T Nation

Performance Training for the Regular Joe


#1

Hello Coach CT,

Until recently I thought that performance training for the regular joe (non athletes, people with desk jobs) would be training to be stronger. But now I think that it is a very narrow view of the subject.

What would you consider training for performance for the regular joe ?
Is it training to be stronger and more muscular ? Or do you think that it all comes down to personal goals ?

Thanks.


#2

[quote]heltonvalentini wrote:
Hello Coach CT,

Until recently I thought that performance training for the regular joe (non athletes, people with desk jobs) would be training to be stronger. But now I think that it is a very narrow view of the subject.

What would you consider training for performance for the regular joe ?
Is it training to be stronger and more muscular ? Or do you think that it all comes down to personal goals ?

Thanks.[/quote]

Performance typically refers to being able to utilize your physical capacities to accomplish certain tasks with a high degree of efficacy.

In simpler words it means that your body is able to “do stuff” (as opposite to aesthetic training which simply refers to looking lean and muscular without any need to be good at using the body you have).

Now “doing stuff” is quite broad. When you are a competitive athlete you sport narrows down the physical capacity you need since performance becomes: “being able to use your physical capacities to perform optimally in your sport”.

But when you are an average Joe you don’t have a precise criteria for what you want to perform at.

So you either need to create your own ideal model OR go for a middle ground approach of being decent in all the basic physical capacities.

Strength is important and is a fondamental/foundational physical capacity. As such it does need to be developed. But simply being strong doesn’t necessarily make you into a high performance human. If you are super strong but have lousy mobility preventing you from doing many athletic movement, or if you have such bad endurance/resistance that you get winded after 45 seconds of effort can you really claim to be a high performance machine (keep in mind that you don’t have precise tasks you need to be good at).

As a “weights” guy, performance on strength and power activities are more important to me than endurance ones. So I value not only strength but also power/explosiveness and agility. I also value mobility since I want to be able to use my power/strength on any movement without being restricted by my mobility.

FOR ME performance is about being decently strong on both the slow (deadlift, bench, squat, overhead press, etc.) and quick (snatch, clean, jerk, push press, etc.) lifts. Be able to sprint fast. jump high and move quickly. I also want to have enough mobility to be able to do all of these without any restriction and I want enough conditioning to be able to do these exercises without fatigue affecting my performance.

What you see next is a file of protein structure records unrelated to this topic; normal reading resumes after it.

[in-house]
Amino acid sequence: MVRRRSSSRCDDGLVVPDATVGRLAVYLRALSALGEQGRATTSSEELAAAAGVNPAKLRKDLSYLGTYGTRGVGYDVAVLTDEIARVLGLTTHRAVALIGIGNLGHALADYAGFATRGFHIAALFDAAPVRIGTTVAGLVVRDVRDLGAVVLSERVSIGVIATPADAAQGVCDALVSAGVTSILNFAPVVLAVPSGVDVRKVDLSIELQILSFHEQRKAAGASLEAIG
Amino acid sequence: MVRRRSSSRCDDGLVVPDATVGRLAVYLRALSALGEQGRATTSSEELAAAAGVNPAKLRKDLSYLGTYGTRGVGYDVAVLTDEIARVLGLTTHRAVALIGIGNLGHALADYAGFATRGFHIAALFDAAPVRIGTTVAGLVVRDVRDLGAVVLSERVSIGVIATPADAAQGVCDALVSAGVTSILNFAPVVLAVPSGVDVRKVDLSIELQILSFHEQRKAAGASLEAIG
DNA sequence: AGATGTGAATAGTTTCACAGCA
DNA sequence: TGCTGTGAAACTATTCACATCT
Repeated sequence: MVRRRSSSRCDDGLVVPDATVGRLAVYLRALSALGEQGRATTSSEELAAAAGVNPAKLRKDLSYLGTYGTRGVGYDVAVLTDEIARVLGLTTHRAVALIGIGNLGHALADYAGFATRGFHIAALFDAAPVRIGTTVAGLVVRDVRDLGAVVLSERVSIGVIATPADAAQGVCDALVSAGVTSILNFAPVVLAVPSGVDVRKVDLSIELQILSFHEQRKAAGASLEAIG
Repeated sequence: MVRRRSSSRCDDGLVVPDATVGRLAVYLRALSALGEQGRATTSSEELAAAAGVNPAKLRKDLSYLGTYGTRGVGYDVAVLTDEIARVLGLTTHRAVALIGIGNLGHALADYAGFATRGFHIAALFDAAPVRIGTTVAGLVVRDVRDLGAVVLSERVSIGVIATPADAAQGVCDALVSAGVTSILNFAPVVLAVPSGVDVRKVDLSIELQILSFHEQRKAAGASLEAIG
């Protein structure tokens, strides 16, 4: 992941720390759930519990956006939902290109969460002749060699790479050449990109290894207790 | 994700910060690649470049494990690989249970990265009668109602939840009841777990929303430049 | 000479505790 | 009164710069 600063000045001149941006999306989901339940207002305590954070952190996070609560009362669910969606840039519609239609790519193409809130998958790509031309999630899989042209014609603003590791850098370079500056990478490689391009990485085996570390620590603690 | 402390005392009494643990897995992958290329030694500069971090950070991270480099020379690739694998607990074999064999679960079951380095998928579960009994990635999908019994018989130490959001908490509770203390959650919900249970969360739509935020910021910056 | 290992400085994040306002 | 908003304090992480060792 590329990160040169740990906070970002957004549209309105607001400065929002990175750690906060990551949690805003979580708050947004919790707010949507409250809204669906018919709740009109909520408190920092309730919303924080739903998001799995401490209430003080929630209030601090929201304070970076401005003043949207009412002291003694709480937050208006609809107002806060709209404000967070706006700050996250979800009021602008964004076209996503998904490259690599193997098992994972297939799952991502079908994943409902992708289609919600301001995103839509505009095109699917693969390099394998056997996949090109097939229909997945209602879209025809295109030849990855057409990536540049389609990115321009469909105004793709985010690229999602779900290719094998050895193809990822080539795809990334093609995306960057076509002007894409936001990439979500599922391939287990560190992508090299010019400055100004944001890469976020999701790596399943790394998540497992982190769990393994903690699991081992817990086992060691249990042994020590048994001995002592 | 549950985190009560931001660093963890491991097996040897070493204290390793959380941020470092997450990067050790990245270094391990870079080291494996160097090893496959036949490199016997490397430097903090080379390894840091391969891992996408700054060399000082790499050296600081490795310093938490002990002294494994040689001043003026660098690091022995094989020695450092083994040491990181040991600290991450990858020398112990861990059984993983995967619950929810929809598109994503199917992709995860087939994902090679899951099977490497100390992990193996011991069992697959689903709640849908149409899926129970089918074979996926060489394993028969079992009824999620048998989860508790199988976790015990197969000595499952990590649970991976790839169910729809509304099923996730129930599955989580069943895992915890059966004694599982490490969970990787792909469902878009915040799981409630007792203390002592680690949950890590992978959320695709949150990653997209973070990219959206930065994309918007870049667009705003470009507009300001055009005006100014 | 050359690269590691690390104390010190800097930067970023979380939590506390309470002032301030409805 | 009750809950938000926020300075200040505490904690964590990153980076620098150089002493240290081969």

People who are more slanted toward endurance sports will have a different view of “performance”, obviously.


#3

This was an enlightening answer.

Your definition of performance is exactly what I’ve been trying to define.

Only thing I would change from that is that I first need to become efficient technically on power movements (Even though I just recently started practicing power movements: SGHP, Muscle snatch and Power Clean)

I think this will be too much to answer here but how could someone organize training to achieve that kind of performance in the long term ?

On a side note, after reading your answer I just realised that one of the main reasons for Crossfit success is that it gives an average Joe tasks to be good at.


#4

[quote]heltonvalentini wrote:
This was an enlightening answer.

Your definition of performance is exactly what I’ve been trying to define.

Only thing I would change from that is that I first need to become efficient technically on power movements (Even though I just recently started practicing power movements: SGHP, Muscle snatch and Power Clean)

I think this will be too much to answer here but how could someone organize training to achieve that kind of performance in the long term ?

On a side note, after reading your answer I just realised that one of the main reasons for Crossfit success is that it gives an average Joe tasks to be good at.
[/quote]

I mentioned the Olympic lifts since I used to compete and love to train on them. But doing any explosive work fits the bill.

As for Crossfit you are right. I think that most people want to “feel like athletes” and “accomplish something” when they train which is the may reason of the popularity of it among the gen pop


#5

I believe I wasn’t quite clear with my question before.

When I mentioned “achieve that kind of performance” I wasn’t talking about power movements specifically.
What I meant was if you could give some advice on how to set goals and proper training cycles to achieve that definition of performance in the long term (decently strong on slow and power movements, sprint fast, jump high, enough mobility and enough conditioning).